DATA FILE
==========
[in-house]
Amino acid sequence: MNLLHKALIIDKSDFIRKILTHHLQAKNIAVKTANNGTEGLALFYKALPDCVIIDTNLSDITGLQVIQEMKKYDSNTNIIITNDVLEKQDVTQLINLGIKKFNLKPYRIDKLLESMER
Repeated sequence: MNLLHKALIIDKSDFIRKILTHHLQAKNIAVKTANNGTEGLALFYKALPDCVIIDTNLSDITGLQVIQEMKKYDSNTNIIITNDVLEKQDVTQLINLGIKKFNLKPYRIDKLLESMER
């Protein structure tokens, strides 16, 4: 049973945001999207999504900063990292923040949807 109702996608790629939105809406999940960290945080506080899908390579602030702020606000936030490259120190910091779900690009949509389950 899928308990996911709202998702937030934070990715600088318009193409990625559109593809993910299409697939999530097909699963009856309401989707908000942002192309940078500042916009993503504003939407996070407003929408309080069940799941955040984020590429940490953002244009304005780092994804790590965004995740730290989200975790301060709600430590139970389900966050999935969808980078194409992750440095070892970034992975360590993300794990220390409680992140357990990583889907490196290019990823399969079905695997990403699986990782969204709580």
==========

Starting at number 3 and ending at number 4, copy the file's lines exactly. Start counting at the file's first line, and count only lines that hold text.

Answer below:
Repeated sequence: MNLLHKALIIDKSDFIRKILTHHLQAKNIAVKTANNGTEGLALFYKALPDCVIIDTNLSDITGLQVIQEMKKYDSNTNIIITNDVLEKQDVTQLINLGIKKFNLKPYRIDKLLESMER
């Protein structure tokens, strides 16, 4: 049973945001999207999504900063990292923040949807 109702996608790629939105809406999940960290945080506080899908390579602030702020606000936030490259120190910091779900690009949509389950 899928308990996911709202998702937030934070990715600088318009193409990625559109593809993910299409697939999530097909699963009856309401989707908000942002192309940078500042916009993503504003939407996070407003929408309080069940799941955040984020590429940490953002244009304005780092994804790590965004995740730290989200975790301060709600430590139970389900966050999935969808980078194409992750440095070892970034992975360590993300794990220390409680992140357990990583889907490196290019990823399969079905695997990403699986990782969204709580």